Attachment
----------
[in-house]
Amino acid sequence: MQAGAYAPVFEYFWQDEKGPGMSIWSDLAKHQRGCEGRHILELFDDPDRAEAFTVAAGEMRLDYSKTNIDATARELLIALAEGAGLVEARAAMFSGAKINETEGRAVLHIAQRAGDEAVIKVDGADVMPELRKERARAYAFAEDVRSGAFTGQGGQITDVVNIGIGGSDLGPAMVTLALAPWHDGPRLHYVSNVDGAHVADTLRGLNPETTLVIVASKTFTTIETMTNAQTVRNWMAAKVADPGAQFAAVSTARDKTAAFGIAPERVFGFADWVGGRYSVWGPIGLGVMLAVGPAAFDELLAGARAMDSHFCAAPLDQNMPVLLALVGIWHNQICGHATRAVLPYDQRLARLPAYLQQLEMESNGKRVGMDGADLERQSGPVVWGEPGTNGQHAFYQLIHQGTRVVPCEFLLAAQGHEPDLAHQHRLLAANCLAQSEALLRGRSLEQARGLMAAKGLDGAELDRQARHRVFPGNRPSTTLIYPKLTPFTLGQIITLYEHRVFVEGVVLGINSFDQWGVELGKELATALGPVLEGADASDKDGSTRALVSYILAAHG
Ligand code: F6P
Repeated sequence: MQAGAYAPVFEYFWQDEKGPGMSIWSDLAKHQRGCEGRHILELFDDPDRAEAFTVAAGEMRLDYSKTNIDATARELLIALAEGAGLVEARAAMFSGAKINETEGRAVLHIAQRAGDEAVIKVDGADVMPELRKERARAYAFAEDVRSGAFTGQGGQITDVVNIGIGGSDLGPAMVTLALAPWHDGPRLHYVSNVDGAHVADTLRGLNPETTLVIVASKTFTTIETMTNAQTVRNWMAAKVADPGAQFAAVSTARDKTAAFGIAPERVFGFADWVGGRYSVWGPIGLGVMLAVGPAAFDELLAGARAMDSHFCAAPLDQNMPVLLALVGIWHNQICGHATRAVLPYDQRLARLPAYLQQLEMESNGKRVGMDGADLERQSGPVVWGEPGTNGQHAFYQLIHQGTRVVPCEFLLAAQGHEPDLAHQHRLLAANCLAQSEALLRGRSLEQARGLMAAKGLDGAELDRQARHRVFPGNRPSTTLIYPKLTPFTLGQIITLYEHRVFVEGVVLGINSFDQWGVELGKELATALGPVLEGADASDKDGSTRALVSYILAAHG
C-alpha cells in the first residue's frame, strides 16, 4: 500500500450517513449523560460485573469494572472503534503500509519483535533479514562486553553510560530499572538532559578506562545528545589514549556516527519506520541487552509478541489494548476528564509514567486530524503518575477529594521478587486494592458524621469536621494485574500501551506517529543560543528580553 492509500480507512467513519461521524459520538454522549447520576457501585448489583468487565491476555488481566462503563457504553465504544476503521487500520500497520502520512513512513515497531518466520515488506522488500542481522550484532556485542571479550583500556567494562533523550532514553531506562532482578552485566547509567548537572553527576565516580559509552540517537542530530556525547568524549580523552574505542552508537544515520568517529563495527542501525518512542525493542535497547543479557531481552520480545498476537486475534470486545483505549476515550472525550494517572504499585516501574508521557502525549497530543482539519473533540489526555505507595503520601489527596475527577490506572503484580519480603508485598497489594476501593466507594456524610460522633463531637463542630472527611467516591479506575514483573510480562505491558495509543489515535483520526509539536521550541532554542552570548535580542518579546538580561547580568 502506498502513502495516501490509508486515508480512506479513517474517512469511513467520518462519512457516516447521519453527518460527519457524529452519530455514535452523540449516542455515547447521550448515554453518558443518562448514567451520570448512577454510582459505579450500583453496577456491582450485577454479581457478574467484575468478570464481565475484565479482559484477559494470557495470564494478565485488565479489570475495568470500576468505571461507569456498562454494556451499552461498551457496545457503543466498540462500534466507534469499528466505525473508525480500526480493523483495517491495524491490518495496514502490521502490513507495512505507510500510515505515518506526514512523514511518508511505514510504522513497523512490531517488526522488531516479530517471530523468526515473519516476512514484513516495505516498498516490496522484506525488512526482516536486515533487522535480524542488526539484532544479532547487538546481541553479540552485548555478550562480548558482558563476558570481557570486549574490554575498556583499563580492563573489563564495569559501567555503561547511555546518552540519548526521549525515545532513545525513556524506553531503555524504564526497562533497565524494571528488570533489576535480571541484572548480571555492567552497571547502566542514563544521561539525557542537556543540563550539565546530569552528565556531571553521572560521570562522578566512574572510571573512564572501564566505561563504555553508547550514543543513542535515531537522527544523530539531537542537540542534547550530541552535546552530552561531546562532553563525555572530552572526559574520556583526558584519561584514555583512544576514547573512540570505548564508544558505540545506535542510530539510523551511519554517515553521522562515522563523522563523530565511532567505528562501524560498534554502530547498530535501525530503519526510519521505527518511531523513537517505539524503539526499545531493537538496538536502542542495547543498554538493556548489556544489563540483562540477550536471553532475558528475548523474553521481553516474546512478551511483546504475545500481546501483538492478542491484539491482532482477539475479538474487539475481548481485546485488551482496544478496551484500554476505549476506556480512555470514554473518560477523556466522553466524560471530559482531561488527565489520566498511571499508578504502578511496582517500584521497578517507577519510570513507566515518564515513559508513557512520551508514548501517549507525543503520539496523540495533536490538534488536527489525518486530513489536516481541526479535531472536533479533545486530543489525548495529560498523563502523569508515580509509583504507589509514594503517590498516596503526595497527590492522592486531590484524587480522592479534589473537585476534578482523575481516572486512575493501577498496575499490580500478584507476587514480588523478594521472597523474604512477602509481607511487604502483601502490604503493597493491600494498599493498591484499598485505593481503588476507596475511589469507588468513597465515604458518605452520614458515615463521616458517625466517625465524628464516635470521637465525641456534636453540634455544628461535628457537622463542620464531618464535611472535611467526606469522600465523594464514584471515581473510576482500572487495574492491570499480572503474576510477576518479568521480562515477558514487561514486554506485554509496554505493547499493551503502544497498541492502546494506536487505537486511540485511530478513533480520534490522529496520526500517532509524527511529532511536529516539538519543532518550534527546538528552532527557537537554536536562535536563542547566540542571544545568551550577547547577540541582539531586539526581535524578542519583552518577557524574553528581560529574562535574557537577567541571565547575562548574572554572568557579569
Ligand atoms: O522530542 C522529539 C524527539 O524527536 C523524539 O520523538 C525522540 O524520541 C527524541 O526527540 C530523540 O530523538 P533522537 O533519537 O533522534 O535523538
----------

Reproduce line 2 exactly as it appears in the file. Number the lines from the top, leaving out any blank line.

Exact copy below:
Amino acid sequence: MQAGAYAPVFEYFWQDEKGPGMSIWSDLAKHQRGCEGRHILELFDDPDRAEAFTVAAGEMRLDYSKTNIDATARELLIALAEGAGLVEARAAMFSGAKINETEGRAVLHIAQRAGDEAVIKVDGADVMPELRKERARAYAFAEDVRSGAFTGQGGQITDVVNIGIGGSDLGPAMVTLALAPWHDGPRLHYVSNVDGAHVADTLRGLNPETTLVIVASKTFTTIETMTNAQTVRNWMAAKVADPGAQFAAVSTARDKTAAFGIAPERVFGFADWVGGRYSVWGPIGLGVMLAVGPAAFDELLAGARAMDSHFCAAPLDQNMPVLLALVGIWHNQICGHATRAVLPYDQRLARLPAYLQQLEMESNGKRVGMDGADLERQSGPVVWGEPGTNGQHAFYQLIHQGTRVVPCEFLLAAQGHEPDLAHQHRLLAANCLAQSEALLRGRSLEQARGLMAAKGLDGAELDRQARHRVFPGNRPSTTLIYPKLTPFTLGQIITLYEHRVFVEGVVLGINSFDQWGVELGKELATALGPVLEGADASDKDGSTRALVSYILAAHG